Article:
In 1994, Baker and colleagues presented a framework for examining how the health of the public can be improved during a period of substantial change in the health system. This article reviews Baker's framework for refocusing and reinvigorating public health in an era of change and provides observations of the local changes. The observations are based on 12 site visits to health departments in randomly selected communities that are representative of the U.S. population. Data for this study were collected as part of the Public Health Tracking Study, a collateral study to the Community Tracking Study that is funded by the Robert Wood Johnson Foundation. It was found that many of Baker and colleague's predictions were on target, but others fall short. Most health departments have divested direct service delivery and instead are focusing on population-based activities. The local health department, however, is a leader in providing health information and planning and mobilizing the community around health issues. It was also found that health departments are having difficulty assuring the quality and availability of services for those in need. Lack of enforcement abilities, especially with regard to managed care organizations, limits health departments' ability to influence the quality of care. Assuring services to low-income residents may become even more difficult as questions remain over the stability and commitment of managed care organizations to provide services to the Medicaid population.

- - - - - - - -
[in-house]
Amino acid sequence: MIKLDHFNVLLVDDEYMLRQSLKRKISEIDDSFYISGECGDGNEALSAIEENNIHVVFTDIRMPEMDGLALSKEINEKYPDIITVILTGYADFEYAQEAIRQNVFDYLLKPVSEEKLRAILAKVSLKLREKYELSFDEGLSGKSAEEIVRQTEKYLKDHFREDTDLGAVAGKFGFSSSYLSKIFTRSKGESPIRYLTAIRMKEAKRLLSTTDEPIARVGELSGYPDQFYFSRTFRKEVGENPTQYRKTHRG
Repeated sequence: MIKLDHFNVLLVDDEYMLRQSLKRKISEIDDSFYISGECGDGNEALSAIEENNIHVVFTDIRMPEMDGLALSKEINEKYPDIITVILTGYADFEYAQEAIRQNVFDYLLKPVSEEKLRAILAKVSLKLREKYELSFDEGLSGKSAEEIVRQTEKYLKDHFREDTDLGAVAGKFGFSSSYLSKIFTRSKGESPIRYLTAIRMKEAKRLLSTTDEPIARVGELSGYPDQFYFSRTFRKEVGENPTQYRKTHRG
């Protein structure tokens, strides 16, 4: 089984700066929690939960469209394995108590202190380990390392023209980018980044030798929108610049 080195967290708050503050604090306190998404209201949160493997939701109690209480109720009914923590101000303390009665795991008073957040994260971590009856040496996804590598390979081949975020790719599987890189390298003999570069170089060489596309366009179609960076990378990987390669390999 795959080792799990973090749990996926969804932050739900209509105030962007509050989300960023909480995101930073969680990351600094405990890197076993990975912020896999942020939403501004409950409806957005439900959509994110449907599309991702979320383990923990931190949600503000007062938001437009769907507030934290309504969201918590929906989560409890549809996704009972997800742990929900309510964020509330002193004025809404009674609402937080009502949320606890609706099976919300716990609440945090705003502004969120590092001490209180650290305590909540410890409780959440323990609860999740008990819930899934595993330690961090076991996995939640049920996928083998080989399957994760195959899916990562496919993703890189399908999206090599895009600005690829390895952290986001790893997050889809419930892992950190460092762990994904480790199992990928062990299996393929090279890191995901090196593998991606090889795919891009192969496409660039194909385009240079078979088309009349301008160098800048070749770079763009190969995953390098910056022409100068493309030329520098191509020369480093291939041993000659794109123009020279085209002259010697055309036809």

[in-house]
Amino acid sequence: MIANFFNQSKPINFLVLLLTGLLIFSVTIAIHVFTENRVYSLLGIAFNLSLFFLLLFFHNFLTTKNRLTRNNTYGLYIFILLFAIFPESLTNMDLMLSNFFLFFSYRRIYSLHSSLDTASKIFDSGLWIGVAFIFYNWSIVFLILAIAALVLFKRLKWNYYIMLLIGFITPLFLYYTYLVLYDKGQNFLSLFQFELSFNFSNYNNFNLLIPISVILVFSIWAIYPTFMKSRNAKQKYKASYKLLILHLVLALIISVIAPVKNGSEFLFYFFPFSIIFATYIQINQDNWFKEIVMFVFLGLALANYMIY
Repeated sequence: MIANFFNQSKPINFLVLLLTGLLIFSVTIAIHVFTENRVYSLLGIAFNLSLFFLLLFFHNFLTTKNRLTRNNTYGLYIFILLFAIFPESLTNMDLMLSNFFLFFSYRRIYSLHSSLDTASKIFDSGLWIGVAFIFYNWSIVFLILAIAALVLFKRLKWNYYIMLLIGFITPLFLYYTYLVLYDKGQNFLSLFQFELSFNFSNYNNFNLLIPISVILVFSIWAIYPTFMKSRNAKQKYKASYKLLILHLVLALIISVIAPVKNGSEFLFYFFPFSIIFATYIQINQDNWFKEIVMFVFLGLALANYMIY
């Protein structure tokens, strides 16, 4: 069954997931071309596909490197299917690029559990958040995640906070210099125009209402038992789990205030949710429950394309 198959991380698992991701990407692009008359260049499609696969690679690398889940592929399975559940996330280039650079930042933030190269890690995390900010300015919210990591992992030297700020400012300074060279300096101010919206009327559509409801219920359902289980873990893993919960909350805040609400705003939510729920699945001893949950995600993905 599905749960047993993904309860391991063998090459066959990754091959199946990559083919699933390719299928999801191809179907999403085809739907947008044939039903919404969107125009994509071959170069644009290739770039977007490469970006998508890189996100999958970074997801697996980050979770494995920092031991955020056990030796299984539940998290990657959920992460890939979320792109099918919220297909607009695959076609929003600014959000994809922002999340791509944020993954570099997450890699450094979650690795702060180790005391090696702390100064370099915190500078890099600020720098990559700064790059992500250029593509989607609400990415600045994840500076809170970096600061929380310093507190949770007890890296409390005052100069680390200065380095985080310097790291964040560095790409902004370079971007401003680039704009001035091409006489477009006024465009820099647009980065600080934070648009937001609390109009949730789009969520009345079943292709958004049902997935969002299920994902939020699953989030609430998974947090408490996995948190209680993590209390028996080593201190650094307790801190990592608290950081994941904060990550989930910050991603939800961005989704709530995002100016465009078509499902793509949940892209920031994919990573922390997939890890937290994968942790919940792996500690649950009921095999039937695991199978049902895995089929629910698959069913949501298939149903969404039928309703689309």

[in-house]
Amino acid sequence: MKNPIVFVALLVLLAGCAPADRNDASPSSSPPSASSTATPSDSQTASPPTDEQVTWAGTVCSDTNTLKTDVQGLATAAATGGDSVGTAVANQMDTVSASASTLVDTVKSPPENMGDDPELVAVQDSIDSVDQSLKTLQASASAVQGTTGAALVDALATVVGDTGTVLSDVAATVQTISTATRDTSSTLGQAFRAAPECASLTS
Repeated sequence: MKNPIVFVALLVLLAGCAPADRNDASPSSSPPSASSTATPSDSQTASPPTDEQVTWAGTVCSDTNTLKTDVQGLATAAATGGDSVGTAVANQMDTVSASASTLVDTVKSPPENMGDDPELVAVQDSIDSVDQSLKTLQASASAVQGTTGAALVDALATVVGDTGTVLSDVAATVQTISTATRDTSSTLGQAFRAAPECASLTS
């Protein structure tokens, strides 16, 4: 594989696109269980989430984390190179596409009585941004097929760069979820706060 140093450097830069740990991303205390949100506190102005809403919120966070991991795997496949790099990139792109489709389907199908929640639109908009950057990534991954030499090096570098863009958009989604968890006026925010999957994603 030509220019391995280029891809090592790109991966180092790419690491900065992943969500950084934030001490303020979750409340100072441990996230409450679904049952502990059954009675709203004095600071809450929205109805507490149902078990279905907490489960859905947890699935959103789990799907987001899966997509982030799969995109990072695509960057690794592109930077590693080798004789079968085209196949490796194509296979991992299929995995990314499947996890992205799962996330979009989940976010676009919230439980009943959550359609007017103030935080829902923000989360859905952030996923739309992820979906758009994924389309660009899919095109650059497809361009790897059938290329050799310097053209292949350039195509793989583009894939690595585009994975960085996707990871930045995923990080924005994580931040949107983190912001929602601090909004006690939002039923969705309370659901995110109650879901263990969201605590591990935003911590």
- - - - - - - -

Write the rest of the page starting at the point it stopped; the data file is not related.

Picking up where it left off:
AGENCY SPONSOR: Office of Disease Prevention and Health Promotion
FEDERAL CONTACT: Matthew Guidry, 202-401-7780
PIC ID: 6325
PERFORMER: Mathematica Policy Research, Inc., Plainsboro, NJ